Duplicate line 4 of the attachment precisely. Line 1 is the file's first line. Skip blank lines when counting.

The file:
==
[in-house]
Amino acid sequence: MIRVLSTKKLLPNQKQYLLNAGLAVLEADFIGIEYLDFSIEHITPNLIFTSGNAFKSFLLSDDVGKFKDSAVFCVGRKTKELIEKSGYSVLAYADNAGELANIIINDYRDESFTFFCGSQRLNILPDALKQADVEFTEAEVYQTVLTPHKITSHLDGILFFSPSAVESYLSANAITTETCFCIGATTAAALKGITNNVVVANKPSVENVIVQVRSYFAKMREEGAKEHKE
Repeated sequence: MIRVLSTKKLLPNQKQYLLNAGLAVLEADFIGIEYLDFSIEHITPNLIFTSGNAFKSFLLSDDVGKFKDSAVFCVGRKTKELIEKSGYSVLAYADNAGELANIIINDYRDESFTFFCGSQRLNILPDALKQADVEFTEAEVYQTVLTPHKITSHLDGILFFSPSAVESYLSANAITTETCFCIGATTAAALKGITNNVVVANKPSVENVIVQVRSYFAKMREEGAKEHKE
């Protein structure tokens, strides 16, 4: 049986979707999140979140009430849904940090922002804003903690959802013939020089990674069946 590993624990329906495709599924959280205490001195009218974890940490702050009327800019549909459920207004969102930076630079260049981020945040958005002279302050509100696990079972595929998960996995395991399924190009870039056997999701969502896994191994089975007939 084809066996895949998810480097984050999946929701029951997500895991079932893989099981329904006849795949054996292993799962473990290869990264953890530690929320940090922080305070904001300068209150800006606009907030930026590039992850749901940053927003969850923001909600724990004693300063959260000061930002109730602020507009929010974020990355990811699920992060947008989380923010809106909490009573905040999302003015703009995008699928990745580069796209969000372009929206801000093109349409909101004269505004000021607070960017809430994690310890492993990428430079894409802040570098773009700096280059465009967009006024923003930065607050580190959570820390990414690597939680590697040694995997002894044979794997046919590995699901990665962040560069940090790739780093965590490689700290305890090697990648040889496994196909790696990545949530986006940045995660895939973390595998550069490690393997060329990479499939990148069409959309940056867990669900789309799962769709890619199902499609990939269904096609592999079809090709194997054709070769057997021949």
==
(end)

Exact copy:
């Protein structure tokens, strides 16, 4: 049986979707999140979140009430849904940090922002804003903690959802013939020089990674069946 590993624990329906495709599924959280205490001195009218974890940490702050009327800019549909459920207004969102930076630079260049981020945040958005002279302050509100696990079972595929998960996995395991399924190009870039056997999701969502896994191994089975007939 084809066996895949998810480097984050999946929701029951997500895991079932893989099981329904006849795949054996292993799962473990290869990264953890530690929320940090922080305070904001300068209150800006606009907030930026590039992850749901940053927003969850923001909600724990004693300063959260000061930002109730602020507009929010974020990355990811699920992060947008989380923010809106909490009573905040999302003015703009995008699928990745580069796209969000372009929206801000093109349409909101004269505004000021607070960017809430994690310890492993990428430079894409802040570098773009700096280059465009967009006024923003930065607050580190959570820390990414690597939680590697040694995997002894044979794997046919590995699901990665962040560069940090790739780093965590490689700290305890090697990648040889496994196909790696990545949530986006940045995660895939973390595998550069490690393997060329990479499939990148069409959309940056867990669900789309799962769709890619199902499609990939269904096609592999079809090709194997054709070769057997021949």